Crypto-exchange CEO dies with password – time for tighter regulation?
Recently, the CEO of a crypto exchange in Canada died , and with him went the crucial password that he had used to secure crypto assets of his customers on an offline storage device. This event has brought to the fore the question of regulation with respect to these […]
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Recently, the CEO of a crypto exchange in Canada died, and with him went the crucial password that he had used to secure crypto assets of his customers on an offline storage device.
This event has brought to the fore the question of regulation with respect to these new forms of digital assets.
In traditional financial markets, customer funds are always protected through regulatory frameworks enforced by the Central Bank such that whenever banks collapse, for whatever reasons, the customer’s funds are recoverable.
Of course in the crypto-currency world as demonstrated by the bitcoin crypto, this regulatory or governance role is decentralised and distributed amongst peering nodes owned by anyone who is willing to download, install and run the bitcoin protocol.
The governance rules are coded within the protocol that simply runs checks for each transaction request that wants to move funds from one account to the other.
Each of the participating nodes check to see if the user wishing to send one crypto from an account to another account actually has sufficient funds. Additionally, the protocol checks if the same crypto is not being simultaneously sent to two parties in what is known as a ''double-spend''.
There is no central node doing these automated checks but instead there are multiple nodes independently doing the checks and subsequently coming to a consensus that indeed the transaction is valid and should subsequently be accepted into the financial ledgers.
To incentivise the majority of the nodes to do the right thing by not cheating or colluding to accept fraudulent transactions, the bitcoin protocol offers them a challenging race to resolve a mathematical puzzle.
The mathematical puzzle is sufficiently difficult and requires that the nodes expend some significant energy or computational effort to resolve.
The node that is the first one to correctly validate the transaction request and resolve the puzzle ahead of the rest automatically gets rewarded or compensated beyond the energy or computational effort expensed.
The nodes that missed out on the reward cross-check and confirm that the solution proposed by the winning node is correct and subsequently accept the transaction in their ledgers.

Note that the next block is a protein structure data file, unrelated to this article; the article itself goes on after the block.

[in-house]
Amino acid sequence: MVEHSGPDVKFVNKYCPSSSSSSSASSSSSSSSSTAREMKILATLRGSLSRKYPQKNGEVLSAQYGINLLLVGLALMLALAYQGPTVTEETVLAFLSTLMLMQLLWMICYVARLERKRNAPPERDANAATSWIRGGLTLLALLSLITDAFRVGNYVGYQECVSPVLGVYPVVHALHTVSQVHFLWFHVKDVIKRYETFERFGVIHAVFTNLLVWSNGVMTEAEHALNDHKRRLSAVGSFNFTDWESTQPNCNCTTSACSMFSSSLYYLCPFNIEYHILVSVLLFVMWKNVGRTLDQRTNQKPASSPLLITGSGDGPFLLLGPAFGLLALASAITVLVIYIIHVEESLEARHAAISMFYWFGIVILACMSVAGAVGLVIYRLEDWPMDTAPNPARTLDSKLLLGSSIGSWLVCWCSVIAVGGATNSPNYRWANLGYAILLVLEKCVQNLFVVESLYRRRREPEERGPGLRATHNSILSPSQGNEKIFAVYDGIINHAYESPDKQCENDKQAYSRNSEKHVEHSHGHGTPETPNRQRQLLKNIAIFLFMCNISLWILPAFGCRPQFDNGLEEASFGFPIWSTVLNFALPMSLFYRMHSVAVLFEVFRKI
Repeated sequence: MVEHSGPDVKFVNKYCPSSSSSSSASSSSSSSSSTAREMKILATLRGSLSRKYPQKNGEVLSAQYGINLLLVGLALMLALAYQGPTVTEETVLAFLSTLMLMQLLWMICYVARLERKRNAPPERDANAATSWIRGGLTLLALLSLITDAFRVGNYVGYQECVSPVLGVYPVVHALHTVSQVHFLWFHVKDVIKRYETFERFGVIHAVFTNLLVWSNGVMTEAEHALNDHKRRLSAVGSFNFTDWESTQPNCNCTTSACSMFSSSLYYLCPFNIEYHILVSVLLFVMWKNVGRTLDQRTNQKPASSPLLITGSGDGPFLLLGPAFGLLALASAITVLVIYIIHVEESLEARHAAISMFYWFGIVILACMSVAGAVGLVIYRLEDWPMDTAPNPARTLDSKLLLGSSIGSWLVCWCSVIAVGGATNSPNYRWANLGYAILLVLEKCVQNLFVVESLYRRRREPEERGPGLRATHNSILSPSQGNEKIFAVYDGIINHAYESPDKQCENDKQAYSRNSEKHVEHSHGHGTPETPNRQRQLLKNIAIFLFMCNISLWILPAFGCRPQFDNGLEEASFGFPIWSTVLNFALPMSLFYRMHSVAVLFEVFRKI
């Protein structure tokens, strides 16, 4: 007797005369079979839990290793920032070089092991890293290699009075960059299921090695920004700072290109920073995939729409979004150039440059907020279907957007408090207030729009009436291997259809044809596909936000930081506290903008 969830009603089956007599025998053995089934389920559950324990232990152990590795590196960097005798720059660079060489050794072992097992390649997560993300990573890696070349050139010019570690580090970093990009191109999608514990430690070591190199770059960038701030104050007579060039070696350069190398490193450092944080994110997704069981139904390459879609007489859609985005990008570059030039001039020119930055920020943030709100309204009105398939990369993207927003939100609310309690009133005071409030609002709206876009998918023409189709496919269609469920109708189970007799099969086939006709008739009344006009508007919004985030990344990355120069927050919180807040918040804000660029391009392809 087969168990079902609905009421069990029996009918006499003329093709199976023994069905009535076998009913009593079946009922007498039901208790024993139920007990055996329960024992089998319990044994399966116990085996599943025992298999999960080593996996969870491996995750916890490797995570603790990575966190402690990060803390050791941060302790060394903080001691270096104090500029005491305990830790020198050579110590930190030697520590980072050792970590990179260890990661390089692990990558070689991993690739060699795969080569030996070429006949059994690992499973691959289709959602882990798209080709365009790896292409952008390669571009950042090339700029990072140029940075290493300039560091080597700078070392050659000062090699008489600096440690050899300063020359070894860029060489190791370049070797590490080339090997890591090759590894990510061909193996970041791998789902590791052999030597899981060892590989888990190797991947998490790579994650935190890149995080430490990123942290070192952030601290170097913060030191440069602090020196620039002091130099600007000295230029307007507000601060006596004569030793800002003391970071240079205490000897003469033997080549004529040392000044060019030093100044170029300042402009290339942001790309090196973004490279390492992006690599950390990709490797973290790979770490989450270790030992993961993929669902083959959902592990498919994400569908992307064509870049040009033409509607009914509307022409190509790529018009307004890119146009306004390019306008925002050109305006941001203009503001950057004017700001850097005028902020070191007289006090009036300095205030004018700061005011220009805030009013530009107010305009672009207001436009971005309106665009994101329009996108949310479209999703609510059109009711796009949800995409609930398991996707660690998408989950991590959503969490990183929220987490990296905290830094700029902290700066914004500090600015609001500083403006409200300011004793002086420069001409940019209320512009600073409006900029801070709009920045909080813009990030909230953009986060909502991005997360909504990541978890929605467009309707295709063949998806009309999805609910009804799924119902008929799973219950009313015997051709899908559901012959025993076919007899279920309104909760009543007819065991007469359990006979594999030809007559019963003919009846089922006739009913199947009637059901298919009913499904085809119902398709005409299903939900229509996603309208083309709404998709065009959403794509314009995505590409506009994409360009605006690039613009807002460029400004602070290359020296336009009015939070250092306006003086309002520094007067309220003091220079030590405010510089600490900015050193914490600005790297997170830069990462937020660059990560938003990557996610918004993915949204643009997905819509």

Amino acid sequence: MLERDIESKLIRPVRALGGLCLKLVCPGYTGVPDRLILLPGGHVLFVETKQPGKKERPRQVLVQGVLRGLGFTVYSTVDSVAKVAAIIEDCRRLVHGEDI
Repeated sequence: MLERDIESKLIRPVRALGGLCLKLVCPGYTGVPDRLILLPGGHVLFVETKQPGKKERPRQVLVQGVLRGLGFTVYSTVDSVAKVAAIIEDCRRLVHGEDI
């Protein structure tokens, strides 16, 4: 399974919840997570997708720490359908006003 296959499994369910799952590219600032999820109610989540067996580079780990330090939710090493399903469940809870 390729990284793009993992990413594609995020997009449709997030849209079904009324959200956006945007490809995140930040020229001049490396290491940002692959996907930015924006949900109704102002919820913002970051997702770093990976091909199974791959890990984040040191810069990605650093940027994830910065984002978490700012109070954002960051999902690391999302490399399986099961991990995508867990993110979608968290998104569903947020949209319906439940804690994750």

Immediately there after, they start processing the next set of transactions with a view to resolving the next puzzle and claiming the associated reward.
This process of digital asset exchanges and validations continues autonomously as long as there is a good number of people or nodes incentivised enough to join the race to process transactions.
This new scheme of regulatory framework tends to clash with the traditional centralised framework which has actually worked like clockwork over the last ten years, the lifespan of the bitcoin network.
Many pundits assumed that the recent event of the CEO dying with passwords meant that the bitcoin or crypto ecosystem had finally found its waterloo and collapsed.
The reality however is that the bitcoin network is still quite stable but the downstream services like crypto-exchange are full of challenges.
A crypto-exchange is very much like a forex exchange, but accepts crypto currencies like bitcoin and exchanges the same into other currencies, including dollars.
If one or two forex exchanges collapse due to poor internal processes, this is by no means the end of, say, the Central Bank. Similarly, the crypto-exchange that died with its owner has no impact on the stability or otherwise of the bitcoin network.
It however does remind us of the need to provide strong regulatory frameworks around new start-ups that want to experiment with digital assets within the financial technology space.
In summary, we should expect two often-conflicting forms of regulation working in tandem but at different levels.
The decentralised governance framework will keep the core and the bitcoin or crypto nodes running autonomously while the traditional centralised governance framework would keep the downstream services like crypto-exchanges in proper check.
This would ensure that customer funds do not disappear because someone dies.
Mr Walubengo is a lecturer at Multimedia University of Kenya, Faculty of Computing and IT.
Email: email@example.com, Twitter: @Jwalu